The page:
A Learning System: At What Cost?

I recently read Chris Betcher’s blog about his moodle course Becoming a Moodle Dude that he is taking to become familiar with his extensive Moodle installation in his new school. I have been a big fan of the use of this system even before having lunch with and a good chat to Martin Dougiamas, moodle’s creator at a conference around 3-4 years ago. I have also looked, though not as extensively, at drupal.

I have to say that what amazes me is the effort that schools are going to with the creation of “unique” systems when there are a lot on the market that do what is necessary and offer support and customisation at a fraction of the price schools are spending on support and staffing, not to mention teachers time.

I recently listened to a podcast Shifting Our Schools episode 6: How to expand the learning community to the parents? discussing the work that  Justin Hardman has done in setting up a unique LMS for a Hong Kong school. There seem to be so many schools here working flat out to set up their own systems at great resource cost. They about with names that try to be unique to the school name or logo to try to give them identity. In essance I have not heard or seen one that does anything vastly different to any of the others. Also in this day of the ubiquitous Web2.0 tools and their integration onto school portals as referred to here by another member of the podcast team, How to Expand the Learning Community to the Parents?, I really can’t see why schools should not save their money and collaborate with a local team to get 90% of the commonality and then customise the rest.

I heard the ultimate story on the grapevine about one HK International School who invested heavily in a customisation of a moodle installation by an expat who was found to not have a HK visa allowing for this work to be done. He is apparently banned from HK for 2 years and the school is back to square one with their system.

Strange days indeed!

Picture  LMS brainstorm

2 thoughts on “A Learning System: At What Cost?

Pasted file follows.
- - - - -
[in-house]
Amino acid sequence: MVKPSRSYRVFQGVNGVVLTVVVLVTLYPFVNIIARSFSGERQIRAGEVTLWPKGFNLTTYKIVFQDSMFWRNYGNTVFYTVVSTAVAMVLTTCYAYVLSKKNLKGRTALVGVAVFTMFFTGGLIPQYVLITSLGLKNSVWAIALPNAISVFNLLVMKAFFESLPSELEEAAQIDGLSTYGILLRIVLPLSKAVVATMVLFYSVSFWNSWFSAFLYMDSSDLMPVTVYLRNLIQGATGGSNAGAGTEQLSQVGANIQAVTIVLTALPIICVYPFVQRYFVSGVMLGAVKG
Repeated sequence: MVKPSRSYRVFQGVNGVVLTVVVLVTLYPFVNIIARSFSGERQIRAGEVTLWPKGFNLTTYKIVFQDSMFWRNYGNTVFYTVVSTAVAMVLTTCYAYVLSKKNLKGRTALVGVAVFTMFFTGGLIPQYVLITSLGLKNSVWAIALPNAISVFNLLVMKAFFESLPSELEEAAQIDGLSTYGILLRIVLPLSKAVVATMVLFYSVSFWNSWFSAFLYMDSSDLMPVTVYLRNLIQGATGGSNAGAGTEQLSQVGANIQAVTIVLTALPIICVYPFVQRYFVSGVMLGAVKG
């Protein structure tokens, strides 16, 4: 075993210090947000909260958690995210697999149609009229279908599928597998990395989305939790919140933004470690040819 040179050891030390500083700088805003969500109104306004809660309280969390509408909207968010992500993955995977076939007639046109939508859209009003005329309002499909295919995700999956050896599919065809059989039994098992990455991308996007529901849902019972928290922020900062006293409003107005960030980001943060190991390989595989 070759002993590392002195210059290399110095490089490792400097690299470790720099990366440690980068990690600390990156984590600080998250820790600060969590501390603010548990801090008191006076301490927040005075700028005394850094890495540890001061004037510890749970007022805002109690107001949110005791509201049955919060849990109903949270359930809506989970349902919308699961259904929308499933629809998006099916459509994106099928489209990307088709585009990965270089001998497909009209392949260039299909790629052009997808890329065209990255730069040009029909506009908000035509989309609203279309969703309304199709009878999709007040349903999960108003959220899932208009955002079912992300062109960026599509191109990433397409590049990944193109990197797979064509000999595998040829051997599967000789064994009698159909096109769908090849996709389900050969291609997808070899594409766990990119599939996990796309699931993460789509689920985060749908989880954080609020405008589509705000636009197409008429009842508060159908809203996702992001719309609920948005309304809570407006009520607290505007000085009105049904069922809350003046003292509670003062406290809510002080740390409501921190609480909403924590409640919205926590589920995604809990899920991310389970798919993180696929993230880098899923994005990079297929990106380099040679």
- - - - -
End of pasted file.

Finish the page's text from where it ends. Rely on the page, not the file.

1. I agree there are some great open-source systems that schools can us and what I think we’re all trying to do is create a system that does it all and at the same time allows our users to have a single-sign on solution. Different schools go about this in different ways. Here at SAS we plan on using Drupal as our framework. Within that we will run Moodle and WordPress MU. But before we can do that we will implement Power School as an administrative system so that we can use the database to create a single-sign on solution.

    Now that being said, we still won’t have what HKIS has built. With an in house YouTube and Flickr type site as well as embedded curriculum mapping. At some point schools end up getting deep into the customization process. Some schools like SAS start with Drupal and Moodle as a framework. Other schools start from scratch and build their own. Is there a right or wrong way? I don’t think so. Each school wants their system to do different things in different ways and I think we’ll continue to see schools go about creating these systems to fit their needs.

    What worries me…is not the schools that are trying to create these systems. It’s the schools that haven’t even started the conversations yet….oy

    Thanks for the conversation!

  2. Hi Paul,

    Thanks for continuing the discussion. I didn’t know that any other schools were building their own in-house VLEs. Would you mind posting to my blog the names of the schools as I would like to bring them into the discussion and hear about their experiences. I bet Justin would like to share ideas with them as well.

    I know that schools are using the open source alternatives to Blackboard but have you run across a curriculum mapping alternative to Rubicon? As for schools purchasing the off the shelf Blackboard and Rubicon choices, I think it is worth looking into how well they customize and work to meet the client’s needs.

    I know you all are having a tech conference there soon in HK so it will be a good time to talk about this topic. Look for David Navis and Gwynne Jones from HKIS as well to share their thoughts. Cheers.

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